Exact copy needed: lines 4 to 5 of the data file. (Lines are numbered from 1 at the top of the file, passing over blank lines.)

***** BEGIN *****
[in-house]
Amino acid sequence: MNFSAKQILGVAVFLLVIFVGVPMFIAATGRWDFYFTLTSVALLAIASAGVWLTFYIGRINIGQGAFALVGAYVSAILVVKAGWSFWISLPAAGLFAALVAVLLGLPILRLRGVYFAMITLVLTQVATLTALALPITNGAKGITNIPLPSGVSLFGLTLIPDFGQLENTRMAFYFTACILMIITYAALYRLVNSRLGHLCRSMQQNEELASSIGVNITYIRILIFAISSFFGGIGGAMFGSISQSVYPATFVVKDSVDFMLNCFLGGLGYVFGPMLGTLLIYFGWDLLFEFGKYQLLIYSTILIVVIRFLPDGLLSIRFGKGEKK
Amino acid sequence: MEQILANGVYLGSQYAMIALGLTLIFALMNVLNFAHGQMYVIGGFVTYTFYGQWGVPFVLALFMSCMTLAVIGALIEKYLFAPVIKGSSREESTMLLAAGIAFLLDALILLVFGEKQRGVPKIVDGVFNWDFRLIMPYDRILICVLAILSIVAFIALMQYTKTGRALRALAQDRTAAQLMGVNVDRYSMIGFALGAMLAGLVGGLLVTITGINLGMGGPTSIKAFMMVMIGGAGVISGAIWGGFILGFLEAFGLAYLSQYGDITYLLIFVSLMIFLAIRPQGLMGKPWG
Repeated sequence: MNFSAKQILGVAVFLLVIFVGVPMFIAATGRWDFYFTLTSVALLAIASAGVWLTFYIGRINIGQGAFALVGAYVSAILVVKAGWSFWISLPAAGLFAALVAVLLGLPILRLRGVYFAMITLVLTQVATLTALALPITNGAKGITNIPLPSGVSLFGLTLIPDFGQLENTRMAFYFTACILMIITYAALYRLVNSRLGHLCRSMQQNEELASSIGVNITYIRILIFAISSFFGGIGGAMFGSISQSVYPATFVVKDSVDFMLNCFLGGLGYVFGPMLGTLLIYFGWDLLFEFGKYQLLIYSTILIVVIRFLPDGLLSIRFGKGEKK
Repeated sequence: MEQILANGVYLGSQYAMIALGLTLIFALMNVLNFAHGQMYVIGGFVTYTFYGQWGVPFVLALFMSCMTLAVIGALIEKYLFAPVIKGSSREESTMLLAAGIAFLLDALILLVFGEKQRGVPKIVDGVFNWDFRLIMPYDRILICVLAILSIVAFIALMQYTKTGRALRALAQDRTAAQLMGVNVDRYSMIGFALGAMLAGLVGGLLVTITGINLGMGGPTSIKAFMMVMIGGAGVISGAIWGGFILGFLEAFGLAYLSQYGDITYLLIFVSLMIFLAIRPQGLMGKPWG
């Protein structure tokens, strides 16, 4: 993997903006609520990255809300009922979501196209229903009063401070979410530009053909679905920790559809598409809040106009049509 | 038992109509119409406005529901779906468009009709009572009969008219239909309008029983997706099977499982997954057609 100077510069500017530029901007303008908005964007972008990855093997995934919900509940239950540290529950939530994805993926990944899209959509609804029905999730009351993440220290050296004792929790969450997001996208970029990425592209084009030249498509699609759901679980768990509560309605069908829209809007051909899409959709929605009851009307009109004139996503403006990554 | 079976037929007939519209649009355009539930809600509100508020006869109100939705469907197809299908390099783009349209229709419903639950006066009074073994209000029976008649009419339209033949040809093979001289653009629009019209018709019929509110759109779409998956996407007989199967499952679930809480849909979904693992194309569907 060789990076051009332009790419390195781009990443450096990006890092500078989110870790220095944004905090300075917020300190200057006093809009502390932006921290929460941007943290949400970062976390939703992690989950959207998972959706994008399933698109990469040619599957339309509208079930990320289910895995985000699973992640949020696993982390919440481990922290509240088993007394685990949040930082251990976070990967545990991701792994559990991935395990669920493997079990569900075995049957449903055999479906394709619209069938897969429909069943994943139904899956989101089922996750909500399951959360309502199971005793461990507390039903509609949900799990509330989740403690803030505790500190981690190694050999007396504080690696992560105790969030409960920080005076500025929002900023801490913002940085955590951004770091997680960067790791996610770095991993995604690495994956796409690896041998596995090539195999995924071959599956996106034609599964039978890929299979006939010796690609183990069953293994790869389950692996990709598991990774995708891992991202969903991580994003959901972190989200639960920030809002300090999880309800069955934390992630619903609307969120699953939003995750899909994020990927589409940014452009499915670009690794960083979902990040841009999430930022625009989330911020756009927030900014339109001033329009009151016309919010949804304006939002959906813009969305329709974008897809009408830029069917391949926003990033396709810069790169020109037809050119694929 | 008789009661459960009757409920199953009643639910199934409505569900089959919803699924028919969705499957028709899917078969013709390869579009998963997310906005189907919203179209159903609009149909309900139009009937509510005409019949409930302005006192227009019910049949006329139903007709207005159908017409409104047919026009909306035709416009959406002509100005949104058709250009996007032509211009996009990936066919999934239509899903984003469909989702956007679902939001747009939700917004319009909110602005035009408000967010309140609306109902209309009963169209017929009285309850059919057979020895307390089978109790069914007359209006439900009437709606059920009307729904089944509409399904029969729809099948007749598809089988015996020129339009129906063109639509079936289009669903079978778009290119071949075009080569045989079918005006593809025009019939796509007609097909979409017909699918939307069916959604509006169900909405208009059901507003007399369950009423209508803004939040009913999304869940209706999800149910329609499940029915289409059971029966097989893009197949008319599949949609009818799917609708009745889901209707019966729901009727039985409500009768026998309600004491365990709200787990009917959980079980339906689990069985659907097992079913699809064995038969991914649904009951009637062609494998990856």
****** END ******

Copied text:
Repeated sequence: MNFSAKQILGVAVFLLVIFVGVPMFIAATGRWDFYFTLTSVALLAIASAGVWLTFYIGRINIGQGAFALVGAYVSAILVVKAGWSFWISLPAAGLFAALVAVLLGLPILRLRGVYFAMITLVLTQVATLTALALPITNGAKGITNIPLPSGVSLFGLTLIPDFGQLENTRMAFYFTACILMIITYAALYRLVNSRLGHLCRSMQQNEELASSIGVNITYIRILIFAISSFFGGIGGAMFGSISQSVYPATFVVKDSVDFMLNCFLGGLGYVFGPMLGTLLIYFGWDLLFEFGKYQLLIYSTILIVVIRFLPDGLLSIRFGKGEKK
Repeated sequence: MEQILANGVYLGSQYAMIALGLTLIFALMNVLNFAHGQMYVIGGFVTYTFYGQWGVPFVLALFMSCMTLAVIGALIEKYLFAPVIKGSSREESTMLLAAGIAFLLDALILLVFGEKQRGVPKIVDGVFNWDFRLIMPYDRILICVLAILSIVAFIALMQYTKTGRALRALAQDRTAAQLMGVNVDRYSMIGFALGAMLAGLVGGLLVTITGINLGMGGPTSIKAFMMVMIGGAGVISGAIWGGFILGFLEAFGLAYLSQYGDITYLLIFVSLMIFLAIRPQGLMGKPWG